I did go on a CD shopping spree, though; since it's an English/Spanish-speaking country, most of the music is from the U.S./U.K. pop axis, with a substantial minority of Latin and Asian pop present. Unfortunately, it seems that the Philippines is where '70s to early '80s soft rock goes to spend its retirement; Terry Jacks' "Seasons in the Sun," might as well be the national anthem, "Nobody Gets Too Much Heaven"-era Bee Gees national heroes, and I can't remember the last time I heard anything from the Grease soundtrack played on the radio until I took a cross-country trip in a bus with music piping over the speakers. Good thing I'd just purchased a portable CD player in Manila.... In fact, being a third-world nation, everything is dirt-cheap in the Philippines. Even if the merchants are charging the stupid tourist twice as much as the locals -- standard practice in most of the developing world -- a pair of new Nikes can go for $7 U.S. dollars, or about the same price as your air-conditioned hotel.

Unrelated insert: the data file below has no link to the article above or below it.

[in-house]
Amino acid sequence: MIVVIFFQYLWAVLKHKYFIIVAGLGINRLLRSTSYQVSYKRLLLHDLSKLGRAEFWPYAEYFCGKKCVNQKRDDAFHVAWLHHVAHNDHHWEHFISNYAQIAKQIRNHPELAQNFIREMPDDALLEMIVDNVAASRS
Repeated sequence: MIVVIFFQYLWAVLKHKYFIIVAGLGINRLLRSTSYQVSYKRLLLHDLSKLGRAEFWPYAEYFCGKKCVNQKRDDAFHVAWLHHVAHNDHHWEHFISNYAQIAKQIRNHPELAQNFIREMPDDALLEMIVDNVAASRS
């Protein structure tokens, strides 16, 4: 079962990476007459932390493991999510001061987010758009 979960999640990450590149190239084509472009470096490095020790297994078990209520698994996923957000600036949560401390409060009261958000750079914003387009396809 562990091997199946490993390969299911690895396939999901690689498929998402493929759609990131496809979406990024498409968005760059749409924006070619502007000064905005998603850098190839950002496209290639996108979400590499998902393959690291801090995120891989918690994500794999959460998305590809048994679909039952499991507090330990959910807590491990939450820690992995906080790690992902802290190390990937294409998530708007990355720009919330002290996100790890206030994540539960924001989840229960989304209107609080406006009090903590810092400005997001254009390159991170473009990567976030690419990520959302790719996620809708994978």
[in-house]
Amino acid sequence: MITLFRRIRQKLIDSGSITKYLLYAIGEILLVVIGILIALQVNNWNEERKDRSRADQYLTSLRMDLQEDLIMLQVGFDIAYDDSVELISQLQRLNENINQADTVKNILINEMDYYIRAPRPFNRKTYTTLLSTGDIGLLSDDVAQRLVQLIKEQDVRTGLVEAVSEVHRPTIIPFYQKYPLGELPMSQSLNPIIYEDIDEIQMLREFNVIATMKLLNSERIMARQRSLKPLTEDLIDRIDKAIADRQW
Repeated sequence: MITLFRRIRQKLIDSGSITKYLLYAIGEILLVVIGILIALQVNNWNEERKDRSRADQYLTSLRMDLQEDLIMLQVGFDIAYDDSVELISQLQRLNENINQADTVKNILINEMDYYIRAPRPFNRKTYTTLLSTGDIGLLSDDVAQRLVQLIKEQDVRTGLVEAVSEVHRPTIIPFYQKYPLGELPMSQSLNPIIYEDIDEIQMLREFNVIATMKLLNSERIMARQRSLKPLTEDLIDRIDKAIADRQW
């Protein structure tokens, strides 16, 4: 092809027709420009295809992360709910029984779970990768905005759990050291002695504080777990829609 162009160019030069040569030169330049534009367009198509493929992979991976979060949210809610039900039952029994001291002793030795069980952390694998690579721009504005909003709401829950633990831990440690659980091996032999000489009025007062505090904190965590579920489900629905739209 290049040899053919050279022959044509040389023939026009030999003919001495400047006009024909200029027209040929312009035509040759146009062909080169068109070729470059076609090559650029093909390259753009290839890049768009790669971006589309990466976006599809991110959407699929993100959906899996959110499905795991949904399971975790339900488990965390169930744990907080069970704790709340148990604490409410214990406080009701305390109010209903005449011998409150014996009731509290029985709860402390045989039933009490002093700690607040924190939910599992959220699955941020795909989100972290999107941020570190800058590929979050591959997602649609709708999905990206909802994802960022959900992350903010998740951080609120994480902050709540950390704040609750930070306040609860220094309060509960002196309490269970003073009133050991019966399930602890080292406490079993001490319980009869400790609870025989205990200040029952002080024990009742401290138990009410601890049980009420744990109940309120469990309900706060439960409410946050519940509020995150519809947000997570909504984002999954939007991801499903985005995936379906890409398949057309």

The cheap prices reflect the nation's grinding poverty. Frankly, if one goes to a place like the Philippines, one should prepare callousing one's heart. A sense of detachment is essential, or else passing by all the people sleeping in the streets, being tugged on by all the sad hollow-eyed children begging for money, and all the other sights of human misery will prove too much for your bleeding heart to take. It's hard not to feel guilty realizing that the cost of my 9 days' stay here amounts to more than most of these people earn in a years' work. I saw a billboard advertising for a telemarketing job that indicates how little your average Filipino earns: the job advertised the whopping $1,800 pesos a week, or $36 U.S. dollars -- apparently an enticing salary in metro Manila. And Manila, crime-ridden, dirty, decaying, and polluted as it is, is the most developed part of the country; in many of the island provinces, people make nothing more than the catch of the day (fishing is still the most common source of employment in the Philippines). Most of the people there seem desperate to get out, to the promised land, wherever that may be -- America, obviously, but also Taiwan (Filipinos constitute the biggest group of foriegn workers in the ROC). Being a white male journeying alone, I quickly discovered how desperate many of the Filipinas were to sell their body to me for the night for a pittance....this soon became annoying, being unable to walk for more than a few meters after dark without having recieving some offer for something I was not in the mood for. I quickly caught on that the friendliness of many Filipinos to me wasn't exactly altruistic; when they eyeballed me, all they saw was my wallet. I had to constantly be on guard against taxi drivers and others trying to fleece me, along with the street hawkers trying to wave me down on every corner. One lesson is to never allow anyone to do you any small "favor" because they expect a "bonus" -- don't allow the taxi drivers to show you a nice hotel, because they get a finders' fee from the hotel, which will overcharge your night's stay, in addition to the tip the driver will expect. I even had a man in the street expect me to cough up pesos simply for pointing me in the direction of a hotel a block away. These things are to be expected, I suppose, when you are ten to twenty times richer than the people around you, as Westerners visiting the third world are. I chose the Philippines as my vacation destination precisely because I knew it was so inexpensive; I'm trying to save some money and also see a bit of the world while I'm in Taiwan, and Manila is only a 90-minute flight from Kaohsiung. It was interesting to gain the experience, but all in all, aside from the beautiful beaches, my impressions of the Philippines weren't very positive, and I doubt I'll return again....more reasons for that in Part Two.